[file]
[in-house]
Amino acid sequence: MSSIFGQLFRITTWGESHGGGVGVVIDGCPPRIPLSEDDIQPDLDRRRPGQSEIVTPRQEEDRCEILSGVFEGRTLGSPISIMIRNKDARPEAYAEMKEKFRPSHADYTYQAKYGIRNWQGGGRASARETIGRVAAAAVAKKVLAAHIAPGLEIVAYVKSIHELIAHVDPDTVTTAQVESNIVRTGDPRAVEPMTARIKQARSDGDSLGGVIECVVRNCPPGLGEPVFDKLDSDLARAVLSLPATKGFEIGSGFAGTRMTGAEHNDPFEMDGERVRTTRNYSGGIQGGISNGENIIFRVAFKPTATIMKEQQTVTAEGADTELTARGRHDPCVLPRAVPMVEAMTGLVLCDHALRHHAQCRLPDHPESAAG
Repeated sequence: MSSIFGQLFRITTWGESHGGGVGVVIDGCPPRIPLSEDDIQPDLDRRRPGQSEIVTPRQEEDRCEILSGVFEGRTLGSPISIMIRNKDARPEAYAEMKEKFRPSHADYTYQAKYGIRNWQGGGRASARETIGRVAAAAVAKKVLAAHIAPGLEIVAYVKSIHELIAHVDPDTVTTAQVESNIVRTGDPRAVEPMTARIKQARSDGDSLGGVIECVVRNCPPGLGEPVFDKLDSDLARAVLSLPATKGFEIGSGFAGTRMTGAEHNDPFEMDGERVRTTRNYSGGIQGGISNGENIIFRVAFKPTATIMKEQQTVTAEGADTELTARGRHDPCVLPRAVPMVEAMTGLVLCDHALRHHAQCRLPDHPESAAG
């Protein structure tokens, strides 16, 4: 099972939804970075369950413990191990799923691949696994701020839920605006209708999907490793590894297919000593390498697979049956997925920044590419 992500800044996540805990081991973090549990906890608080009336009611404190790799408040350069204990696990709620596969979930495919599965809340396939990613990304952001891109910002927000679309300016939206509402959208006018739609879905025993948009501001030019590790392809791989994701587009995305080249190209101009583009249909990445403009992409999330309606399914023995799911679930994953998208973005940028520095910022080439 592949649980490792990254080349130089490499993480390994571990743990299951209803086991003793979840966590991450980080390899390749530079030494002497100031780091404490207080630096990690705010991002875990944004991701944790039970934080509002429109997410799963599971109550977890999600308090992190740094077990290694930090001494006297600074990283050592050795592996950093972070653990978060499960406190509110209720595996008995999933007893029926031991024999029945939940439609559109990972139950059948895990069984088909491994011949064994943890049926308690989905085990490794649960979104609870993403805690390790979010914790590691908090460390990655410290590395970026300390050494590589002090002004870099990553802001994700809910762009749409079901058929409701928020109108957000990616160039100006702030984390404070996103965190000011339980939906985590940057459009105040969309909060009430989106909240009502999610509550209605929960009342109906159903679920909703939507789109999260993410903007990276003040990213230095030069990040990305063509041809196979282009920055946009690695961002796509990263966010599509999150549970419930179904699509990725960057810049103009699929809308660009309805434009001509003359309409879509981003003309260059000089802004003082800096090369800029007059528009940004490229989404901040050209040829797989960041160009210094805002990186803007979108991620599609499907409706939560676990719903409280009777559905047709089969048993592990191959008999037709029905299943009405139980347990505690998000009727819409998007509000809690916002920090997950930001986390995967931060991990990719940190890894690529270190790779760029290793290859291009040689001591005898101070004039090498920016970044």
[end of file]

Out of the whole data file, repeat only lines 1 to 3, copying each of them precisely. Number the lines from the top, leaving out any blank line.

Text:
[in-house]
Amino acid sequence: MSSIFGQLFRITTWGESHGGGVGVVIDGCPPRIPLSEDDIQPDLDRRRPGQSEIVTPRQEEDRCEILSGVFEGRTLGSPISIMIRNKDARPEAYAEMKEKFRPSHADYTYQAKYGIRNWQGGGRASARETIGRVAAAAVAKKVLAAHIAPGLEIVAYVKSIHELIAHVDPDTVTTAQVESNIVRTGDPRAVEPMTARIKQARSDGDSLGGVIECVVRNCPPGLGEPVFDKLDSDLARAVLSLPATKGFEIGSGFAGTRMTGAEHNDPFEMDGERVRTTRNYSGGIQGGISNGENIIFRVAFKPTATIMKEQQTVTAEGADTELTARGRHDPCVLPRAVPMVEAMTGLVLCDHALRHHAQCRLPDHPESAAG
Repeated sequence: MSSIFGQLFRITTWGESHGGGVGVVIDGCPPRIPLSEDDIQPDLDRRRPGQSEIVTPRQEEDRCEILSGVFEGRTLGSPISIMIRNKDARPEAYAEMKEKFRPSHADYTYQAKYGIRNWQGGGRASARETIGRVAAAAVAKKVLAAHIAPGLEIVAYVKSIHELIAHVDPDTVTTAQVESNIVRTGDPRAVEPMTARIKQARSDGDSLGGVIECVVRNCPPGLGEPVFDKLDSDLARAVLSLPATKGFEIGSGFAGTRMTGAEHNDPFEMDGERVRTTRNYSGGIQGGISNGENIIFRVAFKPTATIMKEQQTVTAEGADTELTARGRHDPCVLPRAVPMVEAMTGLVLCDHALRHHAQCRLPDHPESAAG